Copper Makes for Faster Home Networks

May 2002

More and more computers are talking with each other – and it’s a good thing, because more than 160 million Americans belong to households with access to the Internet. Copper makes for faster home networks

Many of these homes have more than one computer. Many have a computer, a printer or an Internet connection that several family members want to access at the same time. In today’s world, it’s important that our computers and devices can talk with each other.

When first installed, home networks typically are just used to share Internet access, but owners quickly discover that networks can also be used to share computing power, disk space, printers, photos, music and more. Home networking allows Jenny to research her science report online and send a copy to her older brother for a quick check, while Dad cuts a CD-ROM for tomorrow’s sales presentation and Johnny chats online with his classmates. Meanwhile, Mom can print out digital photographs from the last family outing and e-mail them to Aunt Rose.

Computers are today’s hand-me-downs. Typically, when the family buys a new computer, the older models go to the younger children or are adapted to some specific task. The best computer becomes the master computer or server. It is ideal for storing files the whole family wants to access.

Actually, computers can be easily configured so anyone can access any file on any computer – or not – depending on the security needs of different members of the family.

The hardware for creating home networks has plunged in price, and the installation software has become easy to use. You don’t have to be a network engineer to network your home anymore.

Copper Is the Key

Most people don’t realize just how fast copper wire can move information between computers. Copper is the workhorse in office buildings. Yet the distances or “runs” for copper wiring are typically much shorter in homes than office buildings. Over these short distances copper wires easily and reliably can carry information at high enough speeds to satisfy even certified information gluttons.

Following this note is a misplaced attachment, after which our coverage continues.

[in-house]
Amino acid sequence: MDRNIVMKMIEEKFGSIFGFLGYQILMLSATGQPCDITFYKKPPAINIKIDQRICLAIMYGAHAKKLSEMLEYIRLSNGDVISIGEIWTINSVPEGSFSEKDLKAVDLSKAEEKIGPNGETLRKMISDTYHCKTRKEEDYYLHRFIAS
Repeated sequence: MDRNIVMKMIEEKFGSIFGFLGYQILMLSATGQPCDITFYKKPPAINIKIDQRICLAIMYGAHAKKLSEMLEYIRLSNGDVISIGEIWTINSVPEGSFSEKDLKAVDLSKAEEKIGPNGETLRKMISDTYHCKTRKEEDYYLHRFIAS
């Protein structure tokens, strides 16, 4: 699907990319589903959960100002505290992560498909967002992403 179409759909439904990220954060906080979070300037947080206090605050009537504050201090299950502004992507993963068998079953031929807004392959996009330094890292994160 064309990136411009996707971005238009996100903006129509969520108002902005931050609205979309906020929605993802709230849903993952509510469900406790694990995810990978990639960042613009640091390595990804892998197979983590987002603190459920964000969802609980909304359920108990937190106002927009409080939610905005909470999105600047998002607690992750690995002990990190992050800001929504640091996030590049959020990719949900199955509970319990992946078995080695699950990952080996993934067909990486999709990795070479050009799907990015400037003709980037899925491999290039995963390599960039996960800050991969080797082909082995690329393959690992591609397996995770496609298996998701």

Once you are networked, countless toys can be added throughout the home to enhance your life. And by upgrading the communications wiring, you are making an investment in the equity of your home. The resale value of a house can increase substantially when modernized for home networking. In fact, many experts believe that in the near future homebuyers will turn down homes that are not equipped with structured wiring.

An increasing percentage of new homes today are being built with Category 5e wiring throughout, providing information outlets in all bedrooms, studies, kitchens and even in bathrooms. This wiring is installed in a “star” configuration with separate lines running to each room from a central location.

Like most wiring, Cat 5e is best installed when the home is still under construction but it is not as hard as you might think to retrofit an older home. If you are a computing family, you should consider rewiring your home as an investment in the present as well as the future. You will enjoy your home much more, as possibilities for sharing music, data and video open up to you.

For most homeowners, retrofitting an older home usually requires a qualified communications wiring specialist. Special tools are used to run wires without damage to the walls and floors. To help you find the right installer and get the best possible installation for your needs, the Copper Development Association has developed a list of questions you should ask yourself as well as your contractor. To see it, and for additional information about residential communications over copper wires, visit our Telecommunications section.</p